A Third World War left Japan devastated, and in these ruins, an organization named Vischio seized control of Tokyo, renaming it Toshima. Tournament style battles called Igura take place on the streets, overseen by Vischio. Combatants murder and fight for the chance to take on the tournament’s king known as "Il-re." This tournament is not the only one around, however. Akira, a young man separated from his family, participates in another known as Bl@ster and is hailed as nearly unbeatable. Though his companions attempt to shower him in praise, Akira is taciturn and indifferent to their awe.
Fate has bigger plans for Akira than streetfights, and he finds himself in police custody with a murder pinned on his head. Unable to prove his own innocence, all hope is lost until a mysterious woman named Emma appears, offering him a chance to participate in Igura in order to obtain his freedom.
#01: "No Moral" by Itou Kanako (ep 1) #02: "bright lights" by Kimura Seiji (ep 2) #03: "Don't Stare Me" by VERTUEUX (ep 3) #04: "-toge-" by Sadie (ep 4) #05: "once more again" by Misato Aki (ep 5) #06: "Requiem Blue" by Watanabe Kazuhiro (ep 6) #07: "crossing fate" by OLDCODEX (ep 7) #08: "Yasashisa ni Mamorarete (優しさに守られて)" by Kita Shuhei (ep 8) #09: "Honed Moon -Togareta Tsuki (Honed Moon -咎レタ月)" by Itou Kanako (ep 9) #10: "Don't look away" by CurriculuMachine (ep 10)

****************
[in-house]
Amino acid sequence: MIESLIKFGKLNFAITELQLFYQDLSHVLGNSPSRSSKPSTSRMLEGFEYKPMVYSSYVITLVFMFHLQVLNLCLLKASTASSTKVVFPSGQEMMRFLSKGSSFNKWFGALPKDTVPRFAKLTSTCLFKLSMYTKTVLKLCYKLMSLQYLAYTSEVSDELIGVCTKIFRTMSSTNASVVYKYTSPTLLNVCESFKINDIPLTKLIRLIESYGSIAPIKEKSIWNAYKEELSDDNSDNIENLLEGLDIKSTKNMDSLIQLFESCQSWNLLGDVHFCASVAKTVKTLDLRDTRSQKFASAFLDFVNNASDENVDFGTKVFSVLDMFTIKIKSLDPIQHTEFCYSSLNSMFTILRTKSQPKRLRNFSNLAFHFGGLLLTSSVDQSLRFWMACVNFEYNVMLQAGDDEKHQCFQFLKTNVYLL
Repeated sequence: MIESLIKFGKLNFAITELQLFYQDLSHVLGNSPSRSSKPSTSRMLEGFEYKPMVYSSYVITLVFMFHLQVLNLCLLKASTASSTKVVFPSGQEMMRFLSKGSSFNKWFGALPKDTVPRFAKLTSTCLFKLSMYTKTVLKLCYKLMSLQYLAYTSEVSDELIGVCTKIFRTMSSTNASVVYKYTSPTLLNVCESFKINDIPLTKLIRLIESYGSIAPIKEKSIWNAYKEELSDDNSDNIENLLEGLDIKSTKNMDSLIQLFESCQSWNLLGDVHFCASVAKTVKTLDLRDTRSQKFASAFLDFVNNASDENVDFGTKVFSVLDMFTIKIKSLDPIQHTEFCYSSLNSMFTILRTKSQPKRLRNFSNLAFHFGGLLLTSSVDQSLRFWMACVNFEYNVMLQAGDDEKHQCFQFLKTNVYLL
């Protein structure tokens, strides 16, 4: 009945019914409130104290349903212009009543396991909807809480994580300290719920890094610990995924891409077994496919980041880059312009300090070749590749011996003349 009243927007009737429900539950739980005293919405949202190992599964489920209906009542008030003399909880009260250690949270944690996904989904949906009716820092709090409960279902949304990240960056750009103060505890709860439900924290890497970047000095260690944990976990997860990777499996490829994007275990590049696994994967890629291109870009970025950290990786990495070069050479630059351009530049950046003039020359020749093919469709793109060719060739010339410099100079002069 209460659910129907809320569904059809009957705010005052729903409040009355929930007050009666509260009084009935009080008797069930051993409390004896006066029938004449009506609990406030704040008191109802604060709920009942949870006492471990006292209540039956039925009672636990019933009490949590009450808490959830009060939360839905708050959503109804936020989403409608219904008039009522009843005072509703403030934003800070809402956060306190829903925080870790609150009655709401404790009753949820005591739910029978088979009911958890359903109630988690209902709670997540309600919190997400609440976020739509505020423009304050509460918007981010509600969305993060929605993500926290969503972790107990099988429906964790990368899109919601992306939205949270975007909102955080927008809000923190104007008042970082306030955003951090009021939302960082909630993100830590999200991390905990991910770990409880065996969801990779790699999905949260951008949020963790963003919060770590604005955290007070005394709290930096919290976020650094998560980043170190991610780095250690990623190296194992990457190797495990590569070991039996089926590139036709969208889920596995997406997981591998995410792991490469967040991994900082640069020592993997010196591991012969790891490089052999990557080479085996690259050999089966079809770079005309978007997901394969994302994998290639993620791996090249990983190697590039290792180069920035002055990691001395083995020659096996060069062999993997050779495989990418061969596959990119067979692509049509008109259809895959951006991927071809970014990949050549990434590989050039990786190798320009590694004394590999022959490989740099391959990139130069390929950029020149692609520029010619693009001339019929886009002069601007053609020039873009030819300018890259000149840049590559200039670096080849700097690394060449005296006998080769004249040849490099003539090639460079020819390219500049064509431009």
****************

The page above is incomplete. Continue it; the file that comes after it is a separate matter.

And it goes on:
#11: "STILL anime Ver." by Itou Kanako (ep 11) #12: " GRIND "style GR" " by GRANRODEO (ep 12)
It is an embarrassment to Nitro+, the producers of the source material. It is an embarrassment to A-1 Pictures, who have proven with titles like Birdy the Mighty DECODE and Ookiku Furikabutte that they can do better. But the most tragic part is how horrifyingly embarrassing it is to the BL genre and its fans. The genre, despite its booming popularity and flourishing diversity in manga and doujinshi, suffers greatly somewhere in the transition to animation—for some reason, the anime industry doesn’t like the genre very much, and even hugely popular titles are treated to adaptations with cut corners and tight budgets. This does nothing to improve the reputation of BL, whose detractors dismiss it all as shallow, pandering garbage, insulting and even offensive to actual homosexuals; and its fans and followers as noisy, awkward high-school girls of unrefined taste with no appreciation for the finer points of artistic pornography.